• If you intend your character to be scouted out to become an Avenger, stop and ask yourself what your character has already done to prove that xe could be an asset on a task force assembled to handle a global crisis. When initially putting together the Avengers Initiative, SHIELD aimed to pick people who would be ready to go at a moment's notice, not people who needed a ton of therapy and/or training before they could act like reasonably responsible and functional adults in the lab or field. The same holds true even when SHIELD is no longer managing the Avengers team: the new Avengers seen at the end of Age of Ultron are all people whose tactical and teamwork abilities were established in the field.
  • SHIELD also took personality into account when picking potential Avengers. Tony Stark was initially disqualified from the Avengers Initiative because he was deemed too self-centered and difficult to work with. If your character has a difficult or disagreeable personality, they shouldn't have been trying to get your character to work with them unless there was no other alternative.
  • Can your character actually get the job done without leaving behind needless legal fallout to deal with, putting whole missions in jeopardy on a regular basis (especially for personal reasons), or getting into fights with xir teammates? Or would your character's maverick style frequently result in risking security, causing unnecessary harm to people and property, or frequently getting into fights? If it's the latter, your character would not likely stay with SHIELD and/or the Avengers for long unless your character made some drastic improvement in a big hurry.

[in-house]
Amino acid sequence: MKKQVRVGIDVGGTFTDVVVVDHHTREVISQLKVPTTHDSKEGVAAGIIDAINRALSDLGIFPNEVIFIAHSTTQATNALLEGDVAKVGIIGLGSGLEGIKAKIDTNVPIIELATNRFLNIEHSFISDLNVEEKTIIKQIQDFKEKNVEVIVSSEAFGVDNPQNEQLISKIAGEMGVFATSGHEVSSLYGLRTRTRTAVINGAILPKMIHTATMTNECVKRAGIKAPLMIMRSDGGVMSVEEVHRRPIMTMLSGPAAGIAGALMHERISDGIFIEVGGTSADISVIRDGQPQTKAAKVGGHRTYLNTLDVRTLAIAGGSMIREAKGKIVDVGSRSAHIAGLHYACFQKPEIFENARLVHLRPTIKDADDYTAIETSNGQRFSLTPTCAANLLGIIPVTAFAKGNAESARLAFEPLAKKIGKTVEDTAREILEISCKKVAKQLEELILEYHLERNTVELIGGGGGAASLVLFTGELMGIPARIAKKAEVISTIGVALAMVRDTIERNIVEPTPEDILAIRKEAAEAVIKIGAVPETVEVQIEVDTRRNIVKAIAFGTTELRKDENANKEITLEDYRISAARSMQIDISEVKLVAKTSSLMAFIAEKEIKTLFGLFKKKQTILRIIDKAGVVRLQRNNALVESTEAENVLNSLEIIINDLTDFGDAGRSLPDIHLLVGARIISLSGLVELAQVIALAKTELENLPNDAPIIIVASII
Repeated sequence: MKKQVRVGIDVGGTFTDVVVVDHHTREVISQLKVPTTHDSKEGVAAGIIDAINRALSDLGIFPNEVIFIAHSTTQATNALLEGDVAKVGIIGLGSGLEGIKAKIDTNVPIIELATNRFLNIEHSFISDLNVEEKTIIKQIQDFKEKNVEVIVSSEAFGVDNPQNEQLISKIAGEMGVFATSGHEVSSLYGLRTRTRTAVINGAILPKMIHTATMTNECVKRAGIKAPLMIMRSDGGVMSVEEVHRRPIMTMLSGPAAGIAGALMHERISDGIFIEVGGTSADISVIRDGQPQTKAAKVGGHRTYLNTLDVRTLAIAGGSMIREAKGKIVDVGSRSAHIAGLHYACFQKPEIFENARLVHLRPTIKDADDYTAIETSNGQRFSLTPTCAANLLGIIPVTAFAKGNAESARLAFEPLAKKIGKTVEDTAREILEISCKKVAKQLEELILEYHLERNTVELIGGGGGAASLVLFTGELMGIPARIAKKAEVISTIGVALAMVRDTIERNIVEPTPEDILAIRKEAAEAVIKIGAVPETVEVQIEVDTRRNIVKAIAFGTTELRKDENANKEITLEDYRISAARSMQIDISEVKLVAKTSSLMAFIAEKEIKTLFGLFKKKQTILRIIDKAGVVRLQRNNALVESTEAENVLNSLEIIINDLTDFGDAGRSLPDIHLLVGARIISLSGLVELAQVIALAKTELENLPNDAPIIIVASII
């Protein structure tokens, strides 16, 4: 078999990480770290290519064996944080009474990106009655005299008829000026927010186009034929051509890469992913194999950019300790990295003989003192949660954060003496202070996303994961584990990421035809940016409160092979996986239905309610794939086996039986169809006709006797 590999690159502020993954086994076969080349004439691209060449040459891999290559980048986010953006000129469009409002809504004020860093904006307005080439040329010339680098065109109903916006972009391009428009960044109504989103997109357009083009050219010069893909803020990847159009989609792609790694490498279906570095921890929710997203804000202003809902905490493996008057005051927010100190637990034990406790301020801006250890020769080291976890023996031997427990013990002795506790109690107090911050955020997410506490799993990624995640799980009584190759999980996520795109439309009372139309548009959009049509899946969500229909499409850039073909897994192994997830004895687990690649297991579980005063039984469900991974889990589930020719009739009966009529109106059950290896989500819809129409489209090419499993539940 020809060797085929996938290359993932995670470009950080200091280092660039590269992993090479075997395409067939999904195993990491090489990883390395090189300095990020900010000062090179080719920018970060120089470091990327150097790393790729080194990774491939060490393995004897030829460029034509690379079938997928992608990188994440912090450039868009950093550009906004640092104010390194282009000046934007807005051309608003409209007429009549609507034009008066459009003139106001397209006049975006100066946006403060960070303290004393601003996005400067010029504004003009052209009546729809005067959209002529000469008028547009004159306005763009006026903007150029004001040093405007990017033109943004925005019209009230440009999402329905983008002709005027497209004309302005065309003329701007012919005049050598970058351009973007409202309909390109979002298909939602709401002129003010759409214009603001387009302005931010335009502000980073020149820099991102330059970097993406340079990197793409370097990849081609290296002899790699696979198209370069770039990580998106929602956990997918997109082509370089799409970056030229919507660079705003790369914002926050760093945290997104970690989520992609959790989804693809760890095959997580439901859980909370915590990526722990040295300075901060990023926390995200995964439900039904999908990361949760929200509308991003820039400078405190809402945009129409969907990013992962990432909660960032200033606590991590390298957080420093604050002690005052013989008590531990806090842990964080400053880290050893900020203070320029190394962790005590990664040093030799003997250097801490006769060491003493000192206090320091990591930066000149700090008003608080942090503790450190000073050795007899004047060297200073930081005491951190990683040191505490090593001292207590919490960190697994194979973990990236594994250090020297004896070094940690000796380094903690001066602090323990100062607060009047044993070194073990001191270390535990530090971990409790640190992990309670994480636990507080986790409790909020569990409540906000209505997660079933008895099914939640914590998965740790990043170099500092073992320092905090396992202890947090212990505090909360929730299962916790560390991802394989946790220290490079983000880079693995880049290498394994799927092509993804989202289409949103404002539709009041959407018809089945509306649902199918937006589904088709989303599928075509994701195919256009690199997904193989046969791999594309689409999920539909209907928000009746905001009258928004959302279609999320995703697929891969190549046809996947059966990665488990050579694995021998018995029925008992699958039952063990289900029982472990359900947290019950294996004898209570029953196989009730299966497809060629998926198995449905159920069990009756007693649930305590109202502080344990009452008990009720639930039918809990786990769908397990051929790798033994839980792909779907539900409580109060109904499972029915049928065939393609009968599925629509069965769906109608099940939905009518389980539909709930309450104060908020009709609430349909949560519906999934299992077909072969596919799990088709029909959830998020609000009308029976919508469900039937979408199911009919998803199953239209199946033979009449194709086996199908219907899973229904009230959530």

• There is no way SHIELD would put any of the Avengers or its best field agents up to the long-term care of a minor. It would be a total misuse of Natasha or Steve - let's be honest, more people are capable of looking after a mysterious orphan than are capable of infiltrating an enemy base or fighting terrorists. Tony has a busy schedule and is not precisely the most responsible person in the world, Bruce could potentially Hulk out, Thor is busy keeping the peace in the realms. Possibly they might give a child to the Bartons to look after, but even then it would more likely be done with the intention of Laura looking after the child than Clint, as Clint is a pretty important field asset. And while we're talking about acquiring children, pretty much every adoption agency ever would deny all of these characters adoption based on the fact that they have unstable lives and/or personalities - and it wouldn't matter how much money Tony threw at them.
  • If your character is supposed to be an Avenger, remember that your character is supposed to be on a team, which means that the characters should work in concert to solve whatever crisis is going on. If your character ends up dominating or carrying the entire team, you're doing it wrong. Even Scarlet Witch and Vision, who were both very powerful, didn't come anywhere close to stopping Ultron on their own.
  • Allowing minors to become active Avengers would be tantamount to using child soldiers, which is widely considered a despicable practice, and almost certainly wouldn't be done by a group that has it in its best interest to maintain relatively good PR. The only time a minor fought with the Avengers canonically (Spider-Man in Captain America: Civil War), only Tony Stark knew his actual age. He didn't tell anyone else, and he feigned ignorance himself.
  • If your character was considered to be suitable for Tony Stark's Avengers program post Age of Ultron, keep in mind that this doesn't mean your character would have met any of the Avengers, let alone be buddies with them. Scott Lang was accepted as a potential Avenger at the end of Ant-Man, yet by Captain America: The Winter Soldier, still hadn't met Steve Rogers.